Wednesday, December 25, 2013

Prompt: Saving the best for last

Old Bill worked the lot from the Friday after Thanksgiving until Christmas Eve. There were other retired guys, some young college kids and a couple of high school punks that joked around and couldn’t be bothered to help a customer. Everyone knew Old Bill was the one to find among the trees.

By Christmas Eve, only a dozen or so trees were left standing against the lines that corralled them in place. By two, he sent the other guys home, but he would stay until only two trees remained, and one of them sold. By six pm, it was fully dark, with no moon in the sky; there were three trees remaining. A family with two little boys picked up one on their way to Grandmother’s. Old Bill cleaned up the lot and waited.

Finally a young couple drove up. “We hoped you would have some left. We weren’t sure if we would be here, and I just can’t wake up to Christmas morning without a tree,” the woman said gratefully. He helped them tie it to their car and bowed with a flourish when the man paid him double the price and insisted he keep it.

As their tail lights disappeared down the street, Old Bill turned to the last tree with a smile. “Looks like it’s you and me, kiddo.” He hummed Christmas carols as he flipped off the lights and buttoned up his coat, then threw the tree over his shoulder. He was short and wiry, but stronger than any of the others that had worked the lot that year. Or any year.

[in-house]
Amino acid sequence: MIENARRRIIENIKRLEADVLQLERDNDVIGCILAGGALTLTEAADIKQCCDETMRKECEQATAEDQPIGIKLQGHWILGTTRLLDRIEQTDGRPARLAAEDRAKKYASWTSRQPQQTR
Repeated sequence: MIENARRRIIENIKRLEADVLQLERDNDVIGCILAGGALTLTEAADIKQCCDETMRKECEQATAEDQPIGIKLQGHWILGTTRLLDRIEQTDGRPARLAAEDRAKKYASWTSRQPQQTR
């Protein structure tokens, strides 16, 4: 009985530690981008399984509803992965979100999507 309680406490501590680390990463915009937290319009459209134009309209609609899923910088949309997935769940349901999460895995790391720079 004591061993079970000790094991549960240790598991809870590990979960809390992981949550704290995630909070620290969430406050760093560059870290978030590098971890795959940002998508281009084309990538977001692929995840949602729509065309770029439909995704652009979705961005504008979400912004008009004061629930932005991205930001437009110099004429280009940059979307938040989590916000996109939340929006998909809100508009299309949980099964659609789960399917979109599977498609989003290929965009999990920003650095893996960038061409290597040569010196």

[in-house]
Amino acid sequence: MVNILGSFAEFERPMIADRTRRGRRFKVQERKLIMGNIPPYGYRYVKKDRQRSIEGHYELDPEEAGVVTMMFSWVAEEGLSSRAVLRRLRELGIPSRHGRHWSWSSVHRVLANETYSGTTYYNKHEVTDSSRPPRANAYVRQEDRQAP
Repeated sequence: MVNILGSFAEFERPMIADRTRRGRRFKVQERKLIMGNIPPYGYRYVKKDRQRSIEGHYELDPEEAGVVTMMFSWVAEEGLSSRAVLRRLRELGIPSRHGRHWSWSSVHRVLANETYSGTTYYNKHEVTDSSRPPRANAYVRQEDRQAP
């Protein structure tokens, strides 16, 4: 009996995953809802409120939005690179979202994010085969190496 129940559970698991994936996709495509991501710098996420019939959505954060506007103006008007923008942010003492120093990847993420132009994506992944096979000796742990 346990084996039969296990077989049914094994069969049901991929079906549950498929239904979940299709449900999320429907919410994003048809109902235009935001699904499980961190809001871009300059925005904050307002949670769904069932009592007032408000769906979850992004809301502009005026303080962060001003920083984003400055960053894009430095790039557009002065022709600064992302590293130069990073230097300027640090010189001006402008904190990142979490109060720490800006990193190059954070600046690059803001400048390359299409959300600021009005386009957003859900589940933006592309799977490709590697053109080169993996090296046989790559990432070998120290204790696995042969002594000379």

He walked two blocks down the main road, then turned left onto a street that you probably never noticed before. Perhaps it wasn’t there to be seen. He shifted the tree under his arm as he unbuttoned his coat, having grown warm, even in the crisp night air.

At the end of his street was a small, one-story house with an evergreen wreath wrapped in red ribbon on the door, and candles burning in each window. Old Bill leaned down to rest the tree against the door jamb while he unlocked it. He swung it up by its tip, tucking it into the crook of his elbow as he bent his head to enter.

The rooms were bare, and Old Bill headed straight for the basement door. He held the tree in his left hand while he opened the lock and stepped through, taking the first couple of steps before he turned to lock the door again.

As he descended, Old Bill’s humming changed to an older tune, one from long before the Christ child’s time. Light bloomed around him as he reached the bottom of the stairs. He palmed the tree and carried it to his long work bench. With the flick of a switch, an array of gardening lights revealed row upon row of delicate trees planted in deep flats.

He picked up a trowel full of peat from a bag and lightly tamped it into an empty flat. Carefully sliding the tree into the soil, he held its top branches with his fingers as he pushed the soil around its trunk.

“There you go, little one,” Old Bill said in a language that had never been used in the New World. “Now you can grow in peace.”

Dogs in house
Time writing
20 minutes
December word count


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